associated with the upper trough that may help focus rainfall,
high atmospheric moisture content, and rainfall that has been
observed recently (generally across areas south of Interstate 10).

However, model solutions from the GFS and European during this
time show that some of the synoptic features necessary for a true
Maddox heavy rain event (in this case, how the atmospheric
moisture in the column is aligned) are out of phase... which
raises concerns on the actual severity of the heavy rain threat.
This is not to downplay the threat for heavy rain as the region
will see rain on Sunday... but the mesoscale appears to be the
bigger driver at this point for the materialization of this threat
in the region. Adding further to the uncertainty to the forecast
for Sunday is the wide spread in forecast rainfall, with SREF 3
hourly QPF plumes advertising a considerable spread anywhere from
0 to 2 inches throughout the day on Sunday. Increasing wind shear
associated with the passage of this system may also promote a
severe weather threat with stronger thunderstorms on Sunday.

Regardless, the passage of this system Sunday night will push a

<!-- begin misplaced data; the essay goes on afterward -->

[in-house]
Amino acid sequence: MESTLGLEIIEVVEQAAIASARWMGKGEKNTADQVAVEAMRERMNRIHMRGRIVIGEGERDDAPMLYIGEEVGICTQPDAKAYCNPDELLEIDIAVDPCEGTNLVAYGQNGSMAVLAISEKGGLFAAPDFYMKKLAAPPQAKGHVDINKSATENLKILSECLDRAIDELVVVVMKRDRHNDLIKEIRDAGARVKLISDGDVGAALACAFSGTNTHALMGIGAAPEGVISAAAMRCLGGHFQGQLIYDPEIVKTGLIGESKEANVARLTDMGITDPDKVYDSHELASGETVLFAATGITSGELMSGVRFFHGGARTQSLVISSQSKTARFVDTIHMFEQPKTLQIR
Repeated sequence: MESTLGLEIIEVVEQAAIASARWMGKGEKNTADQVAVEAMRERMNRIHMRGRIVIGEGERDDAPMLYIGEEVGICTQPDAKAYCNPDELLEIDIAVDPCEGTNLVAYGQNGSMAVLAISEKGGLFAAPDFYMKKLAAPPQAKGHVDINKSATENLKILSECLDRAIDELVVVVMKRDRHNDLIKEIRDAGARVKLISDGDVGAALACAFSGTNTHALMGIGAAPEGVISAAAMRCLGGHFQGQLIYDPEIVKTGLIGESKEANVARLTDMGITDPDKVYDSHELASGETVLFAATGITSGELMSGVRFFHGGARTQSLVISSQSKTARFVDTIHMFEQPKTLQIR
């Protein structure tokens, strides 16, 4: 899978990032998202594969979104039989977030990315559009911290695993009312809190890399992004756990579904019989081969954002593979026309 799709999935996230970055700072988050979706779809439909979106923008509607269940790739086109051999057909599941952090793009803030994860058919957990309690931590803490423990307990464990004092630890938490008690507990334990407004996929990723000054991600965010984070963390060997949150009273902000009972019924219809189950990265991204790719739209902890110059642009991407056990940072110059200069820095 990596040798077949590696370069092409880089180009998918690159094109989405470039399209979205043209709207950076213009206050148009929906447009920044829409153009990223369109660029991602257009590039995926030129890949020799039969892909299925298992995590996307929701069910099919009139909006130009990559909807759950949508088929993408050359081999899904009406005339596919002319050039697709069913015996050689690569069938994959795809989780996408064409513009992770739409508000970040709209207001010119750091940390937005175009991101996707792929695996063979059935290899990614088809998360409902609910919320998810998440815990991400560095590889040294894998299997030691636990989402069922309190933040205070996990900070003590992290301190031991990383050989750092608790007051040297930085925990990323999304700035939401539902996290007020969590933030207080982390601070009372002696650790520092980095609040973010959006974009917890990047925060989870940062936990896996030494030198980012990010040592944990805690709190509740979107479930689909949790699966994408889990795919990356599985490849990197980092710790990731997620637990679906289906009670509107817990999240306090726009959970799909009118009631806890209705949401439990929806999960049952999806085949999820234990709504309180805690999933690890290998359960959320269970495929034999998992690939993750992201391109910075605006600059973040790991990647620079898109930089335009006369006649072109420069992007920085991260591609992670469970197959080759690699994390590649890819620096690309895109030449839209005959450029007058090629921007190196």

cold front off the coast and end rain chances for the region at
the beginning of next week. Dry and warm conditions will become
established behind the front through mid-week, but an approaching
front may bring low rain chances back into the forecast by



North to northwest winds have been coming down this afternoon,
and so have the seas. South winds are still on schedule to come
back to the area later tonight and tomorrow and strengthen
tomorrow night and Saturday when caution flags and/or advisories
will be needed. Increasing chances of showers and thunderstorms
will accompany the moderate to strong onshore flow over the
weekend, and elevated tides might cause some minor impacts over
Gulf facing beaches. The next cold front moves off the coast
Sunday night and on into Monday with a moderate to strong offshore
flow expected to develop in its wake. Look for onshore winds to
come back Monday night and Tuesday followed by the area`s next
cold frontal passage on Wednesday. 42


Near record to record high temperatures will be possible across
parts of Southeast Texas on Friday and Saturday. Record high
temperatures and the years they occurred are listed below.

March 31 Records
LOCATION                  RECORD HIGH     YEAR
Houston Intercontinental      88          1946
Houston Hobby                 88          2016
College Station               94          1946
Galveston                     80          1941

April 1 Records
LOCATION                  RECORD HIGH     YEAR
Houston Intercontinental      89          1936
Houston Hobby                 89          1974
College Station               93          1936
Galveston                     81          1935


College Station (CLL)      56  86  64  84  67 /   0   0  10  20  60
Houston (IAH)              58  87  66  85  70 /   0   0   0  10  60
Galveston (GLS)            68  81  71  81  72 /   0   0  10  10  50